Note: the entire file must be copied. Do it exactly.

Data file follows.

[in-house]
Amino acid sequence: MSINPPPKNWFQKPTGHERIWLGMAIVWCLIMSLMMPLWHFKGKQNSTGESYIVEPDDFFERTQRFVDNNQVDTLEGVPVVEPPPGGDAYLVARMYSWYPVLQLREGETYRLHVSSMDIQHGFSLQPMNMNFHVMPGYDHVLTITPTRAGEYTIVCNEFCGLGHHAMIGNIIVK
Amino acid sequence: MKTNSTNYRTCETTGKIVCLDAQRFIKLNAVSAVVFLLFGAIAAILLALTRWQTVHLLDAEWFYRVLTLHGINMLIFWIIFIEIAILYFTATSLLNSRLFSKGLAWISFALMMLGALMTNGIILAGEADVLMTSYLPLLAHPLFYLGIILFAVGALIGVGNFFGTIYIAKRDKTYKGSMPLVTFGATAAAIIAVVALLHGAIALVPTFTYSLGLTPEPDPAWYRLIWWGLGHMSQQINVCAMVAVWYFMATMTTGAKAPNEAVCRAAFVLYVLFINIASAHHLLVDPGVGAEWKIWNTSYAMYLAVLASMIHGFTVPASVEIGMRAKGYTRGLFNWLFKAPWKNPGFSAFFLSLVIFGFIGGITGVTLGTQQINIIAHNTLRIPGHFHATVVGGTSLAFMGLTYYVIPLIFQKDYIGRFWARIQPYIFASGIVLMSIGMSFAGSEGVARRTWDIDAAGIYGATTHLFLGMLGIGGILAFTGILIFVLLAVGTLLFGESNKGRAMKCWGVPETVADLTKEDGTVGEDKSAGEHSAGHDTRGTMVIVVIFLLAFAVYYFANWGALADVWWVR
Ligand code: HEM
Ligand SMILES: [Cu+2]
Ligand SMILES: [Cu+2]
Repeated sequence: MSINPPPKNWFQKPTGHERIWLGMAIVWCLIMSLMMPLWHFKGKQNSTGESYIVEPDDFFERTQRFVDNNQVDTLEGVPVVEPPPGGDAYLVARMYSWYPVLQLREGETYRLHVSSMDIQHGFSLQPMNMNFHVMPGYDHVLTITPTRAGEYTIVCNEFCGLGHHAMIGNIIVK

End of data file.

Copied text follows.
[in-house]
Amino acid sequence: MSINPPPKNWFQKPTGHERIWLGMAIVWCLIMSLMMPLWHFKGKQNSTGESYIVEPDDFFERTQRFVDNNQVDTLEGVPVVEPPPGGDAYLVARMYSWYPVLQLREGETYRLHVSSMDIQHGFSLQPMNMNFHVMPGYDHVLTITPTRAGEYTIVCNEFCGLGHHAMIGNIIVK
Amino acid sequence: MKTNSTNYRTCETTGKIVCLDAQRFIKLNAVSAVVFLLFGAIAAILLALTRWQTVHLLDAEWFYRVLTLHGINMLIFWIIFIEIAILYFTATSLLNSRLFSKGLAWISFALMMLGALMTNGIILAGEADVLMTSYLPLLAHPLFYLGIILFAVGALIGVGNFFGTIYIAKRDKTYKGSMPLVTFGATAAAIIAVVALLHGAIALVPTFTYSLGLTPEPDPAWYRLIWWGLGHMSQQINVCAMVAVWYFMATMTTGAKAPNEAVCRAAFVLYVLFINIASAHHLLVDPGVGAEWKIWNTSYAMYLAVLASMIHGFTVPASVEIGMRAKGYTRGLFNWLFKAPWKNPGFSAFFLSLVIFGFIGGITGVTLGTQQINIIAHNTLRIPGHFHATVVGGTSLAFMGLTYYVIPLIFQKDYIGRFWARIQPYIFASGIVLMSIGMSFAGSEGVARRTWDIDAAGIYGATTHLFLGMLGIGGILAFTGILIFVLLAVGTLLFGESNKGRAMKCWGVPETVADLTKEDGTVGEDKSAGEHSAGHDTRGTMVIVVIFLLAFAVYYFANWGALADVWWVR
Ligand code: HEM
Ligand SMILES: [Cu+2]
Ligand SMILES: [Cu+2]
Repeated sequence: MSINPPPKNWFQKPTGHERIWLGMAIVWCLIMSLMMPLWHFKGKQNSTGESYIVEPDDFFERTQRFVDNNQVDTLEGVPVVEPPPGGDAYLVARMYSWYPVLQLREGETYRLHVSSMDIQHGFSLQPMNMNFHVMPGYDHVLTITPTRAGEYTIVCNEFCGLGHHAMIGNIIVK